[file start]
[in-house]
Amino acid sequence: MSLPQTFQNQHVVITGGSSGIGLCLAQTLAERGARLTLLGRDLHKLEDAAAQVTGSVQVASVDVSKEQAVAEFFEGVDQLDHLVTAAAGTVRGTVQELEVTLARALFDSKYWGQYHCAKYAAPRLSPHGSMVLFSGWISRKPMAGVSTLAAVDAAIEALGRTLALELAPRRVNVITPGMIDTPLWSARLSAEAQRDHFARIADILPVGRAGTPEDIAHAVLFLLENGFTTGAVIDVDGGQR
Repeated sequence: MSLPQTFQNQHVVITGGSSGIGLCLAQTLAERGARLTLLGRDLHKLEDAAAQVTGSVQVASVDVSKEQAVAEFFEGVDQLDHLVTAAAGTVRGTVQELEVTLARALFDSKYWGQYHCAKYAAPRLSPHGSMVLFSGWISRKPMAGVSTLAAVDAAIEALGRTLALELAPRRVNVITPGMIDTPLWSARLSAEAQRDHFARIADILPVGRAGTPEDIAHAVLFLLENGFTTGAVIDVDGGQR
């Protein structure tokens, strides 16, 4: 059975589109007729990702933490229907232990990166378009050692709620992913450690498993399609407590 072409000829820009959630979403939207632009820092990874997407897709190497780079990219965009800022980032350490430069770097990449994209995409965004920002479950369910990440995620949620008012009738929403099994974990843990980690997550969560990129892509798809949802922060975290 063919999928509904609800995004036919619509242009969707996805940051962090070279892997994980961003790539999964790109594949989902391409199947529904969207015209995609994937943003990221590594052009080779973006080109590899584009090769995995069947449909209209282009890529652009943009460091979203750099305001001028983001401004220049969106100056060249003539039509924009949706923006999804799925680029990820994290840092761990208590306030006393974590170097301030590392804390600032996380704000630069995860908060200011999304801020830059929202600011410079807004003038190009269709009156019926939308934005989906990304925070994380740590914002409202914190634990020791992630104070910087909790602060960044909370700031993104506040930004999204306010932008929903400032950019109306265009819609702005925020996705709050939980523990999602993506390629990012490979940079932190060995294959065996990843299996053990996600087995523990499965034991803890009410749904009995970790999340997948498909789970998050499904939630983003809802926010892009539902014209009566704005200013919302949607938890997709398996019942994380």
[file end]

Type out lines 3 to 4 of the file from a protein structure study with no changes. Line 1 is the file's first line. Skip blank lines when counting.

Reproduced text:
Repeated sequence: MSLPQTFQNQHVVITGGSSGIGLCLAQTLAERGARLTLLGRDLHKLEDAAAQVTGSVQVASVDVSKEQAVAEFFEGVDQLDHLVTAAAGTVRGTVQELEVTLARALFDSKYWGQYHCAKYAAPRLSPHGSMVLFSGWISRKPMAGVSTLAAVDAAIEALGRTLALELAPRRVNVITPGMIDTPLWSARLSAEAQRDHFARIADILPVGRAGTPEDIAHAVLFLLENGFTTGAVIDVDGGQR
């Protein structure tokens, strides 16, 4: 059975589109007729990702933490229907232990990166378009050692709620992913450690498993399609407590 072409000829820009959630979403939207632009820092990874997407897709190497780079990219965009800022980032350490430069770097990449994209995409965004920002479950369910990440995620949620008012009738929403099994974990843990980690997550969560990129892509798809949802922060975290 063919999928509904609800995004036919619509242009969707996805940051962090070279892997994980961003790539999964790109594949989902391409199947529904969207015209995609994937943003990221590594052009080779973006080109590899584009090769995995069947449909209209282009890529652009943009460091979203750099305001001028983001401004220049969106100056060249003539039509924009949706923006999804799925680029990820994290840092761990208590306030006393974590170097301030590392804390600032996380704000630069995860908060200011999304801020830059929202600011410079807004003038190009269709009156019926939308934005989906990304925070994380740590914002409202914190634990020791992630104070910087909790602060960044909370700031993104506040930004999204306010932008929903400032950019109306265009819609702005925020996705709050939980523990999602993506390629990012490979940079932190060995294959065996990843299996053990996600087995523990499965034991803890009410749904009995970790999340997948498909789970998050499904939630983003809802926010892009539902014209009566704005200013919302949607938890997709398996019942994380």